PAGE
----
Friday, April 6, 2012

Lipstick Stained Stigmata


When they first started, Look Back and Laugh came charging out of the gates like a group of rabid pit bulls unleashed. Their first confirmed Gilman show has always been the most memorable to me, simply because of how ferocious they were in comparison to the other bands on the bill. Look Back and Laugh were in the opening slot before Desolation and Deadfall, two bands spawned from the scene revolving around Burnt Ramen Studios. By the time Look Back and Laugh had finished their set, I felt sorry for the bands that had to follow them. Musically, they had their shit together on their first show much more than either Desolation or Deadfall had after more than a year at places like Burnt Ramen. To me, Look Back and Laugh was always about their vocalist Tobia Minckler. Fresh off a stint playing guitar for Voetsek, Tobia had a fire in her eye that was not there previously. It was like she had found her true calling. Tobia left Voetsek in the dust with that one performance. Most of the crowd filed out after their set. The standard had been set, but the rest of the bands were unprepared to live up to it. 

You might guess that Look Back and Laugh’s show-stopping performances early on caused a fair amount of jealousy among some of the newer HC/punk bands. After all, they did not have the same longtime background as Look Back and Laugh did. That is all fine and good, but then came the accusations of using friends in high places to get ahead, completely overlooking the fact that they were a good band that people liked. The idea that Look Back and Laugh did not deserve to play good shows was absurd to me. Virtually every member of the band had paid their dues in some form or another. Tobia was a longtime shitworker at MaximumRocknRoll. Bassist Brian Stern had been a part of the local scene for years, working at Gilman Street before helping define what real East Bay hardcore was with Dead and Gone and Talk is Poison. Guitarist Casey Watson was previously in Yaphet Kotto, a band that played more benefit shows at Gilman alone than any other band I have seen before or since. If anything, their accusers were far guiltier of attempting shortcuts than Look Back and Laugh were. You can’t blame a band for having friends and fans, or for being good at what they do.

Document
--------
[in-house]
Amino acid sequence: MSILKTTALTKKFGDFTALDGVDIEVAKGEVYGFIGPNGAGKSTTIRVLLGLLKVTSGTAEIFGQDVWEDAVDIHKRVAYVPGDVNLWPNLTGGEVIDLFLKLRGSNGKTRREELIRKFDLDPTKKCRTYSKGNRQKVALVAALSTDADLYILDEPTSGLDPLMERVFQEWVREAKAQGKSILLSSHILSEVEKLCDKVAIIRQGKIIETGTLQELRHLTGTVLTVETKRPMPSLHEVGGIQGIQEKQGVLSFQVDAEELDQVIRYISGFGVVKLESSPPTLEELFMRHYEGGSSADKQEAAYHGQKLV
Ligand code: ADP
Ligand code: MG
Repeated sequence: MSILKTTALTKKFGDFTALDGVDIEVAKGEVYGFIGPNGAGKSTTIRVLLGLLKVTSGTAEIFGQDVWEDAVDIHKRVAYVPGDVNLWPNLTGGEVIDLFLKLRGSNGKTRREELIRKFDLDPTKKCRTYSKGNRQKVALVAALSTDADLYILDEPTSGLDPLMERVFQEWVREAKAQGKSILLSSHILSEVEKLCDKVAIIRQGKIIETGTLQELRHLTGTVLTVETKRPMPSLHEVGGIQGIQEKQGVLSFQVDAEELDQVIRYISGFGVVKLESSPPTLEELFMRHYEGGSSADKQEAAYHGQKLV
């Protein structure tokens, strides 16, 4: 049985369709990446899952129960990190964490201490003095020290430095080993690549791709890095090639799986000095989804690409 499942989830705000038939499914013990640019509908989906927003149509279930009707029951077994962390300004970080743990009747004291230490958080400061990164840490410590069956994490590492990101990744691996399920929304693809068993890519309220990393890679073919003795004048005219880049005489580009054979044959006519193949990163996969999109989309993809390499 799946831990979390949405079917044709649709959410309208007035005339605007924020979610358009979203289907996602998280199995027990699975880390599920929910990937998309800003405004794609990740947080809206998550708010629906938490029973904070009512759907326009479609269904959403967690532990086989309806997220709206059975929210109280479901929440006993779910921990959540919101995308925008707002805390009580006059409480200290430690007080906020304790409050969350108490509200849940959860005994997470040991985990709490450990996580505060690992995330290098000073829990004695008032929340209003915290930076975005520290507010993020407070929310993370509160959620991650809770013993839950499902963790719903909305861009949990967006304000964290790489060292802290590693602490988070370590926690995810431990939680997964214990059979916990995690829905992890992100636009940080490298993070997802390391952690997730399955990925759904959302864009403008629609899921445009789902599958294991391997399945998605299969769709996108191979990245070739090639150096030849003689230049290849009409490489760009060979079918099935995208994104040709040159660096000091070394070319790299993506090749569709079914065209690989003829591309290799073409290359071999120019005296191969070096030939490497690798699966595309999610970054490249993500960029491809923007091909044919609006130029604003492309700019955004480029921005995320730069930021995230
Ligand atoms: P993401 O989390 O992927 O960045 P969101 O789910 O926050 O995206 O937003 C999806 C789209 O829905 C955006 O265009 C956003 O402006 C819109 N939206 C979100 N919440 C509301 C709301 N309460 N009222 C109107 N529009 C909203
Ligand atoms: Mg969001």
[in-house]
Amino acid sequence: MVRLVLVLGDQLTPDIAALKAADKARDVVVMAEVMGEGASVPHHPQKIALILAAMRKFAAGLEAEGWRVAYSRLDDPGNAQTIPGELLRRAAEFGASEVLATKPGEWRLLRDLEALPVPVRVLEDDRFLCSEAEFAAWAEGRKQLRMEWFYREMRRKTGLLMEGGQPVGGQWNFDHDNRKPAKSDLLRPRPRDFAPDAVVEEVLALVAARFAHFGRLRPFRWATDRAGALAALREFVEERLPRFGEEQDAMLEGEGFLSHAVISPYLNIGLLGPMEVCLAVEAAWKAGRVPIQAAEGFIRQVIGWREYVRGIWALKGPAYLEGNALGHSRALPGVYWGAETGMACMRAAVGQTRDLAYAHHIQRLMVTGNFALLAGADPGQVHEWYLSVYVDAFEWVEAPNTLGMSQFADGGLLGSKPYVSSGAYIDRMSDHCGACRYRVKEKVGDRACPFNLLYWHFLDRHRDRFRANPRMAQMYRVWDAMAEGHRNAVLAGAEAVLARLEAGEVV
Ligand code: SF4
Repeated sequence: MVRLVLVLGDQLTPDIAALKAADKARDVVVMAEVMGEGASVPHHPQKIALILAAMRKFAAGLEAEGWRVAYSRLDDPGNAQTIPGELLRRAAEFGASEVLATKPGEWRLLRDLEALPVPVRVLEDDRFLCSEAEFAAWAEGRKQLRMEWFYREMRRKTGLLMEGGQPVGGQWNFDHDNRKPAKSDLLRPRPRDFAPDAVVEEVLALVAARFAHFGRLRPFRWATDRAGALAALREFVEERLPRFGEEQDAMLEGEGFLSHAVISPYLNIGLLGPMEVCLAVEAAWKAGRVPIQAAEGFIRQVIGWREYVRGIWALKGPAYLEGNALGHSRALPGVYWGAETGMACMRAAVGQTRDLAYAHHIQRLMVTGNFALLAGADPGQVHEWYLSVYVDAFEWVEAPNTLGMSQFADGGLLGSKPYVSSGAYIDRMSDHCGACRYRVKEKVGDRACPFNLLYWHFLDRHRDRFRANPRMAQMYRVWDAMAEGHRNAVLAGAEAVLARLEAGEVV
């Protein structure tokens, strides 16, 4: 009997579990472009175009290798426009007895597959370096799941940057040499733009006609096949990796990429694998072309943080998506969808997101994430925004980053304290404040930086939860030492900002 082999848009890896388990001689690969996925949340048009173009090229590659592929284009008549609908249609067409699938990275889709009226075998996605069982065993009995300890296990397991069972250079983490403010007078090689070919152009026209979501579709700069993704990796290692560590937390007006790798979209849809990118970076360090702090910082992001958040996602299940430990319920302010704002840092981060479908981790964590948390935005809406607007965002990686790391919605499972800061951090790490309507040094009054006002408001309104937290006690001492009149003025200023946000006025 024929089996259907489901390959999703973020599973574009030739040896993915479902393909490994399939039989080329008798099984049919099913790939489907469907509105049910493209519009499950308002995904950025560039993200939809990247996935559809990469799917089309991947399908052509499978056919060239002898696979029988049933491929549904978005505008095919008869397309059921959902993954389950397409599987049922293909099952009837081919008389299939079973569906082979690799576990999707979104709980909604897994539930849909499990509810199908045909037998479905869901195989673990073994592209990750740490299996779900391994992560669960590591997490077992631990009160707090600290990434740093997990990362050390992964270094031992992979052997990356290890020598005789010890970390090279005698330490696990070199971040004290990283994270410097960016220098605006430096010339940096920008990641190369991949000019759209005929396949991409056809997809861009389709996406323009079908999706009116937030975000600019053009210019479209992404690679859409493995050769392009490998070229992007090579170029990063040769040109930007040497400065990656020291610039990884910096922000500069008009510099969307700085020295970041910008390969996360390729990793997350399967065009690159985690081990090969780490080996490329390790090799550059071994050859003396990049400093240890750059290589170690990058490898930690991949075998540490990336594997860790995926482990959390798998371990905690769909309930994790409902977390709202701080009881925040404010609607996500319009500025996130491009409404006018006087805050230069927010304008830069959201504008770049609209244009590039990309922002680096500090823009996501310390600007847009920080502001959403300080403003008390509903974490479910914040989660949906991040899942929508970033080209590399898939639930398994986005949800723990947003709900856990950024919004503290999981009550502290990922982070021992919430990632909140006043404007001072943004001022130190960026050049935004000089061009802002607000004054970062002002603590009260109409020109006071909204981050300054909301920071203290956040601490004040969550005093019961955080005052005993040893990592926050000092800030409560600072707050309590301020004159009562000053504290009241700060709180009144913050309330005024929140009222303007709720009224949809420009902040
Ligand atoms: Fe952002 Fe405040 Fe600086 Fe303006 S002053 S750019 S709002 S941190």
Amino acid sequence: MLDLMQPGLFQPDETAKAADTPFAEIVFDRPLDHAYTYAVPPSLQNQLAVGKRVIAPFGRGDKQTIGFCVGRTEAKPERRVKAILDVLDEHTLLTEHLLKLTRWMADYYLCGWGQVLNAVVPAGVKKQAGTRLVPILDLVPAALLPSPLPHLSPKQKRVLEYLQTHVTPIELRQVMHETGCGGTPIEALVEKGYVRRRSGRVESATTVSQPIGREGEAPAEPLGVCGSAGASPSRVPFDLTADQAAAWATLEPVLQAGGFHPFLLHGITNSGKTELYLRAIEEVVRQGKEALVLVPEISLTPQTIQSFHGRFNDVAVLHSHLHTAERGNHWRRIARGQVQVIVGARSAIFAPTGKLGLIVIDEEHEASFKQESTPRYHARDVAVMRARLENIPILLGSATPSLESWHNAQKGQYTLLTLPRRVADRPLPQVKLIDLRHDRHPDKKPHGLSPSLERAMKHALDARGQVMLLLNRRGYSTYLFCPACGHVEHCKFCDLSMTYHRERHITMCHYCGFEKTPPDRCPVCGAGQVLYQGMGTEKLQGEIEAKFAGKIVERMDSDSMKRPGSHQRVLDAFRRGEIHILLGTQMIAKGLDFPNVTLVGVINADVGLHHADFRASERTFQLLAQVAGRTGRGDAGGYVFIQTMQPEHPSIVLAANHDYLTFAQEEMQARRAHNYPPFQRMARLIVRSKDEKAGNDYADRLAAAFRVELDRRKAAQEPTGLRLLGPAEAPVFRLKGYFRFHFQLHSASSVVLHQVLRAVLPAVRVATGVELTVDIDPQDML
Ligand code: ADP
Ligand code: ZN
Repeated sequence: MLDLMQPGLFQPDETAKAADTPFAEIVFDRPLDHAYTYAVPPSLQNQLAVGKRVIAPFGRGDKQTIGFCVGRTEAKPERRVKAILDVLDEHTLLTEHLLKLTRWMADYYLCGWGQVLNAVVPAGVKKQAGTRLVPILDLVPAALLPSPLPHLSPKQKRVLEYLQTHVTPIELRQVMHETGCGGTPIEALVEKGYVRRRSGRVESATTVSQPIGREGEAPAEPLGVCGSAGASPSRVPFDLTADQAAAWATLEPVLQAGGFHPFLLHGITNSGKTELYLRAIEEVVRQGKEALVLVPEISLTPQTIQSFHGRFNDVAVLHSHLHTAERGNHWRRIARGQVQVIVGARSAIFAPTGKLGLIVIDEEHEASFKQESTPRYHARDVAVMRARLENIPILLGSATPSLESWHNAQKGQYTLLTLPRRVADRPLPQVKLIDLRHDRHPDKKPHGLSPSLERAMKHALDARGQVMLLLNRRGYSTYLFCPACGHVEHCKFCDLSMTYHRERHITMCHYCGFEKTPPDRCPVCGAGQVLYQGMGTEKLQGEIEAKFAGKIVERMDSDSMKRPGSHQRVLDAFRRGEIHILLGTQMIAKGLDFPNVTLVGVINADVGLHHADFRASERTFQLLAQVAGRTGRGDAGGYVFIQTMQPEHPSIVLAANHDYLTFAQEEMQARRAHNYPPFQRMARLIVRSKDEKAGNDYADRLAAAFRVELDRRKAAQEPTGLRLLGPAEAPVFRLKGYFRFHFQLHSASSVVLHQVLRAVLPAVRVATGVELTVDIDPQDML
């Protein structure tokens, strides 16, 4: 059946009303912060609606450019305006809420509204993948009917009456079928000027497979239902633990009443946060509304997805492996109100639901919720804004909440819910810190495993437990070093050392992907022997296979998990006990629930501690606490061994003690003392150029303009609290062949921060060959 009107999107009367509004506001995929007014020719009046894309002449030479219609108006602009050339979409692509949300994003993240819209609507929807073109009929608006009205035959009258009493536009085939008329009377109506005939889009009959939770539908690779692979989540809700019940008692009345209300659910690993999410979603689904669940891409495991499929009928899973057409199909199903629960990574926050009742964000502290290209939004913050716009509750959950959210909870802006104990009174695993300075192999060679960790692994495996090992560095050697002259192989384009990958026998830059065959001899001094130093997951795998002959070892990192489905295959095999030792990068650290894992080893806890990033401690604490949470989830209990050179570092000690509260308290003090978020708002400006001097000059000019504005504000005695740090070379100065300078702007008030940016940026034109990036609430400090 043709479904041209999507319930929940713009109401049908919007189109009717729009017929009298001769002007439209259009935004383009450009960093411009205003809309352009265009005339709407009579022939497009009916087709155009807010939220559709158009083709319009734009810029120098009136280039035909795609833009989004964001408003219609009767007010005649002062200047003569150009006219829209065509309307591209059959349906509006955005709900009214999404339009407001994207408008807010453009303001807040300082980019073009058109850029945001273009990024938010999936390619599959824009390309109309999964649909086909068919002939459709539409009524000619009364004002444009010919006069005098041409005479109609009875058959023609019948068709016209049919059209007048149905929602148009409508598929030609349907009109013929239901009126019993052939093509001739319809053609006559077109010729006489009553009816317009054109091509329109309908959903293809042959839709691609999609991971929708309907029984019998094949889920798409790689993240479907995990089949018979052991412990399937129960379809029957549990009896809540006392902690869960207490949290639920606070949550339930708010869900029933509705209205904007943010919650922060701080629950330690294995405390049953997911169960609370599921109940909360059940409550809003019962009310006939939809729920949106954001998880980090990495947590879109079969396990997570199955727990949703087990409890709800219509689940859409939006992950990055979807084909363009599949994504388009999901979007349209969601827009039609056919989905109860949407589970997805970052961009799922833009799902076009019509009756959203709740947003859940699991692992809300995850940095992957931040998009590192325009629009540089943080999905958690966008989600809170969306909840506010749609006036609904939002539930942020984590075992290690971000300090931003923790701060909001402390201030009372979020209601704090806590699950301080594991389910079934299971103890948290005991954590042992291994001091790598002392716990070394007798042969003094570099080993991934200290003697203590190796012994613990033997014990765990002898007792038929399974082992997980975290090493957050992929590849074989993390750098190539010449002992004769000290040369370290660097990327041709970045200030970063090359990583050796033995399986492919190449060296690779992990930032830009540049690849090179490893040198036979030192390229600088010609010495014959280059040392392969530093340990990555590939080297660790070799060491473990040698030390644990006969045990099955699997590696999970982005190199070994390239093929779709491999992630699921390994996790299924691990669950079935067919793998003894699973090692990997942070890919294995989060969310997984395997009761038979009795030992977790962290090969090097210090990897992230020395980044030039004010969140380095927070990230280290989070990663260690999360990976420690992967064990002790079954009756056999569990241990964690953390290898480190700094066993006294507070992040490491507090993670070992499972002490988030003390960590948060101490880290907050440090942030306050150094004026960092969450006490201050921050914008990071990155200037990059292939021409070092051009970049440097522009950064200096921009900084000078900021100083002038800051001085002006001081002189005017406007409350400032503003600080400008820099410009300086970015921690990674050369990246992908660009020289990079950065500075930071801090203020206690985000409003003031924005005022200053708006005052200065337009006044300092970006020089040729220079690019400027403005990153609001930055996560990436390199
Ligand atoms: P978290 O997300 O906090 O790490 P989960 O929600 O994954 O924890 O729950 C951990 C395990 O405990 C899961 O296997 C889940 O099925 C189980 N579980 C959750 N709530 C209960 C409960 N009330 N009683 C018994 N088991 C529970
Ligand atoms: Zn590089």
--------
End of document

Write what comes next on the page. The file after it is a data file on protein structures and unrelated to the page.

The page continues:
Ultimately, it seemed like Look Back and Laugh had set the bar so high for themselves that it was difficult for them to reach new heights as a band. For me, it was like going to the circus and seeing the guy get shot out of the cannon repeatedly. As cool as that is to see, it gets old after a while. The same thing can happen with bands, especially when you already expect a lot out of them. Still, I hold Look Back and Laugh in high regard and prefer to remember them as the band that outclassed everyone else on the bill. Perhaps those other bands should have been inspired to step up their game instead of complaining.

1 comment:

Jon Skull said...

First time I saw them play was with From Ashes Rise at 40th St warehouse, they killed it that night.